This has been a sad week for all of us. I refer, of course, to the tragedy that took place at Virginia Tech. I know I speak on behalf of millions across the country when I extend deepest support and prayers to all of you who have been impacted by this terrible loss.
For me, personally, this incident has hit me on a number of different levels. The first, naturally, is the plain horror of “How could something like this happen?” How senseless, how unfair!
Being a mother of two daughters not that many years out of college, my thoughts stray to: “What if they had been on a campus where something like this took place? How could I help them cope if they survived; I could ever cope, if they didn’t?”
Many of you may not know it, but aside from my private practice, I also serve as an adjunct professor at a local university in the Psychology Dept. The day after the incident, I found myself periodically glancing at the door of the classroom. I was aware of a vulnerability I have never felt in my 15 years of teaching.
And then there is the psychologist part of me. I had the same reaction I did after the Columbine shootings. Please understand that in no way do I condone either situation. But what torture must each of the perpetrators been feeling to believe that there was nothing left for them to do other than these actions?
What help should we be offering
In what way have we let these children down? In this case, an English teacher became aware that the perpetrator was a troubled young man. He was assessed, but nothing more was done. Why? What are we missing in the early years when there is bullying that isn’t being addressed (as was the case in the Columbine situation)? Why aren’t we paying more attention to the quiet students who are clearly screaming out for help?
I’m frustrated. We live in a wonderful state of democracy that respects personal freedom and, therefore, does not charge someone with a crime until there is actually one committed. And yet, there are often warning signs. There definitely were in this case. I am presently working with a client whose son presents with warning signs for a future headline. Though she tries her best to get him help, her hands are tied due to lack of cooperation of her husband and due process of the law. How exasperating.for her, for us.
And then I step back and ask myself as I always do, “What can be taken from this situation, what can be learned?” This question reflects my belief that though I certainly think each person must grieve and heal their pain, I don’t believe that living in a past that can’t be changed serves the healing process.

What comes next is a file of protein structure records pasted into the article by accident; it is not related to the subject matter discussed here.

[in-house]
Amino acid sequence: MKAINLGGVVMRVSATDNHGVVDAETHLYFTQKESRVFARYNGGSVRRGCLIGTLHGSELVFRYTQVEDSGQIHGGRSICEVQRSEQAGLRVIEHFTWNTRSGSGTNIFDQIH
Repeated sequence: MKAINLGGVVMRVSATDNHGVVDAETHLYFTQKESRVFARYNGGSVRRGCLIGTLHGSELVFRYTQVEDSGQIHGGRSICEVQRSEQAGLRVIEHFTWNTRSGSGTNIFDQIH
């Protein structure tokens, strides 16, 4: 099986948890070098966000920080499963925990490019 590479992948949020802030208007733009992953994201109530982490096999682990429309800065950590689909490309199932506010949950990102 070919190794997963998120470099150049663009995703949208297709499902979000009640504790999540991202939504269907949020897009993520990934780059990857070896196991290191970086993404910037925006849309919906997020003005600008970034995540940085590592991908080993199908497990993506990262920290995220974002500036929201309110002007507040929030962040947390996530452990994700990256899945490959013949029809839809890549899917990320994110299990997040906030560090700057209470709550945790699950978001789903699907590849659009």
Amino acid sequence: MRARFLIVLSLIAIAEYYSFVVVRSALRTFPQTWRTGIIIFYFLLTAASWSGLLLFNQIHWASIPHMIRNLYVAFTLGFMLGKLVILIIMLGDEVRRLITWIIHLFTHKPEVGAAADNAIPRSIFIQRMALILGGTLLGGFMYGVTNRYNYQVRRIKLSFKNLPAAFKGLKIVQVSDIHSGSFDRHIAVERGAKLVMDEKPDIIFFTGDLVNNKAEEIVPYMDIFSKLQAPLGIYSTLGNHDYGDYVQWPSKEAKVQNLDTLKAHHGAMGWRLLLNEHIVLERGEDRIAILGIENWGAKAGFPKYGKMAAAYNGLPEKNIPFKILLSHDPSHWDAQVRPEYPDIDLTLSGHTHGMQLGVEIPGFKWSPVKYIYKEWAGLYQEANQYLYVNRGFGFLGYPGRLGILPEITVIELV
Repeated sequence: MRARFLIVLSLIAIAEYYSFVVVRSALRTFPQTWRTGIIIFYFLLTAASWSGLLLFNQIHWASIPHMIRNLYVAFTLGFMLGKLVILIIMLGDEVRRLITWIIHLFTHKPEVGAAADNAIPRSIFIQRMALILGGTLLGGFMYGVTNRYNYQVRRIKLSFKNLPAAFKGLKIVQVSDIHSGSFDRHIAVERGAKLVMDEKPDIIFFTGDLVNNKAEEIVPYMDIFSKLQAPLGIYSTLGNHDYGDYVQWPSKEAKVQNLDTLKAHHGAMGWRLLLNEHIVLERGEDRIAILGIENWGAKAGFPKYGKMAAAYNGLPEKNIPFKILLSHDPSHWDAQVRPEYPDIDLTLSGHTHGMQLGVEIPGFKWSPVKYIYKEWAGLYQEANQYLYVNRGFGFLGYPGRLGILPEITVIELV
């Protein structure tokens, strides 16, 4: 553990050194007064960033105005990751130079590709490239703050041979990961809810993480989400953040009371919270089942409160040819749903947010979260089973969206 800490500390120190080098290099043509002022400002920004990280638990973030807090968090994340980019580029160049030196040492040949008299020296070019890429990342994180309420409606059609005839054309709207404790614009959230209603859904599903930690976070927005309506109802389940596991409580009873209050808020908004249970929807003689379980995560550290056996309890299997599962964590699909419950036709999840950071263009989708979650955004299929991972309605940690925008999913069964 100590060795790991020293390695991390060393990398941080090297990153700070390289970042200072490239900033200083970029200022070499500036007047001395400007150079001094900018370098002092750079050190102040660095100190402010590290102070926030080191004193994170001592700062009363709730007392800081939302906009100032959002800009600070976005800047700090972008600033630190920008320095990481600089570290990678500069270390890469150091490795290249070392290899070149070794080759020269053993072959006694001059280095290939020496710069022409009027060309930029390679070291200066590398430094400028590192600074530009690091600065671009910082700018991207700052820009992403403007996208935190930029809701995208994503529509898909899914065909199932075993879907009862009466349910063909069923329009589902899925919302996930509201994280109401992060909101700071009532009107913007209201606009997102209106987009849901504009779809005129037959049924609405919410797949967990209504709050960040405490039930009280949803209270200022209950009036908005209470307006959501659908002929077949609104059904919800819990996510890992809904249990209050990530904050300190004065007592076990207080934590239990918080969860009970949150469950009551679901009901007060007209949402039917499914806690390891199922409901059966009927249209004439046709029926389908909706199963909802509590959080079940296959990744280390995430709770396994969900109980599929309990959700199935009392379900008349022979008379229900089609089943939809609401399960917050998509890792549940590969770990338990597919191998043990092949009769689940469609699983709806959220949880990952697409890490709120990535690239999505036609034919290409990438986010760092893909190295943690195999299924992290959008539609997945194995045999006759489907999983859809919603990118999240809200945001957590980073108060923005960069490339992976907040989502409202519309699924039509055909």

The answer to my query came from one of the victim’s fathers who I heard being interviewed. Of the various questions posed, it seemed the interviewer kept trying to tap into his anger about the way the situation was handled. One specific question had to do with his feelings about how things were handled in the two-hour period between the initial dorm shootings and the later ones. Did he wish things had happened differently? The father replied that he understood that there were circumstances, that his wish was that his daughter had skipped class that day.
The interviewer did pick up on the father’s ability to not focus on anger and asked about it. The reply was that his daughter was a beautiful energetic young woman and that she had taught him a great deal about living life. This man, who had just suffered an unimaginable loss, was choosing to focus on his cherished memories rather than the horror of what should have or could have been.
In anticipation of some of your comments, I’ll pose the possibility that this father is in denial. Or, perhaps this is only a transitional reaction. Far be it for me to dictate to people how they should grieve or for how long. But I want to say that I am absolutely in awe of this man and suggest that he is an inspiration to us all.
It is true that even in your pain, you can choose on what to focus. And as with everything else, our perception is our reality.
Again, my heartfelt love and prayers to all of you who have been touched by this very painful incident – including the family of Seung-Hui Cho.